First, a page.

GLENDORA, Calif. — They’ve lived in Glendora for almost a decade. Now Eric Moore, a father willing to do anything to protect his family, feels he has no choice but to move.
He’s pulling his six kids out of Glendora Unified School District and sending them to stay with family, after a Sandburg Middle School classmate of his 14-year-old daughter, Ale, privately messaged her a disturbing photo on Instagram.
Ale called her classmate in the photo a bully who she claims has made several racist remarks toward her and other students in the past.
But the photo, which shows the Sandburg student wearing a military vest, holding what looks like an assault rifle and the caption that reads “boutta to hunt for porch monkeys,” was a step too far, the Moore family said.
“As an African American, [porch monkey] means to me you’re going to hunt for Black people,” Moore said.
Scared for his children’s safety, Moore said he immediately reported the threat to school officials, who identified the minor as a student, but haven’t taken disciplinary action.
The school district released a statement: “Superintendent DeLeon has activated a response team to stand strongly against discrimination in all forms, including racism. Aspects of this work will include convening small-group forums with students’ families to listen and gain greater insight about each one’s experience in our schools to inform our work as we improve our educational system for every child.”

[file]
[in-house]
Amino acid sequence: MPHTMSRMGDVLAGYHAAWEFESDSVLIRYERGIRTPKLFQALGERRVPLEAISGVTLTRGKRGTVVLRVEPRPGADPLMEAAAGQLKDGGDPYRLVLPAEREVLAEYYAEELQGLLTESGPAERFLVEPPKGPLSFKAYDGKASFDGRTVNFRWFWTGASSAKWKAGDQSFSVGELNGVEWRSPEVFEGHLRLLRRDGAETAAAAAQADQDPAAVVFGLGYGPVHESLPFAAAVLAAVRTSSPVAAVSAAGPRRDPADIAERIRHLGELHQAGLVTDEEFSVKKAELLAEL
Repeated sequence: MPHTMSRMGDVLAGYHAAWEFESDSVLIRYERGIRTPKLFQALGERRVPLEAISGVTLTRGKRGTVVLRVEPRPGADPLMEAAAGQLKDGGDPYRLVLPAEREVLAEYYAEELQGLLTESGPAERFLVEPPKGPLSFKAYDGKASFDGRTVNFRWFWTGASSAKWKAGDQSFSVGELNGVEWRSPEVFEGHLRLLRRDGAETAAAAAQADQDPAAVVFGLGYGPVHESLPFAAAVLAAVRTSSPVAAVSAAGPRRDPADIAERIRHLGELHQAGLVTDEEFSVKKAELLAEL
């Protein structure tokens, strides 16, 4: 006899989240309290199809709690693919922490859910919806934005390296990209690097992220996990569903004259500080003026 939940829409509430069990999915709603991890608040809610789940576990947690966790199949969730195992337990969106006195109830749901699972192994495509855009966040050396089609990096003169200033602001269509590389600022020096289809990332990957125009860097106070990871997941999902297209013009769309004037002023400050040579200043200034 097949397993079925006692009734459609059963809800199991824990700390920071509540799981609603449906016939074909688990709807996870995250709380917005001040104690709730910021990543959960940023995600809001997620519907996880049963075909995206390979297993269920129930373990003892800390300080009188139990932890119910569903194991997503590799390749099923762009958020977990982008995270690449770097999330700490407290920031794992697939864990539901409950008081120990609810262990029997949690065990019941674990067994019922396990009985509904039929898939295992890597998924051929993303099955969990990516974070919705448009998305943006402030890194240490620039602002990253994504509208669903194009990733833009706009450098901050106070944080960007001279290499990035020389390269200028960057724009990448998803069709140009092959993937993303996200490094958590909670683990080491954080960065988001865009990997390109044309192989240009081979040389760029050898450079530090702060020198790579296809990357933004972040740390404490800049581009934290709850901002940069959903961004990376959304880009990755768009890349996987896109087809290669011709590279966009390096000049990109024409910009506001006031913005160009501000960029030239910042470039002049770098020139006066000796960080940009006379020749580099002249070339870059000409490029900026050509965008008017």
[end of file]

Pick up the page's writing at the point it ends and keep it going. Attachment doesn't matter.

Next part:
Meanwhile, the student who threatened Ale remains in school.
Glendora police found out the weapon in the photo was actually an air-soft gun. Police said the minor was criminally charged by the LA County District Attorney’s office and the case is being investigated as a hate crime.
In Southern California, hate crimes are up, according to California State University, San Bernardino.
The city of Los Angeles saw an increase of hate crimes to 71% in 2020, and cases against Black people jumped 91%. A report from the FBI found 61% of hate crimes nationwide are racially motivated.
Ale no longer feels safe at school in Glendora, and her father has taken the situation back to where it all started: social media, to plea his daughter’s case.
He’s demanding the school district kick out the alleged bully for breaking multiple behavior codes in the student handbook.
GUSD’s student handbook states threatening to cause physical injury to another person, possessing or furnishing an imitation firearm and bullying are all grounds for suspension or expulsion.
“Everything about this from the bottom to the top is unfair,” Moore said, and this has left him to have the uncomfortable conversation with his family about racism.
“[My kids] understand white and Black and people not liking each other,” he said. “They just don’t understand where racism comes from?”
The GUSD student in the photo and all students involved in circulating the photo on social are minors, which is why the DA’s office and the school district would not release their names or comment on the case.
Typically, cases involving juveniles are kept highly confidential.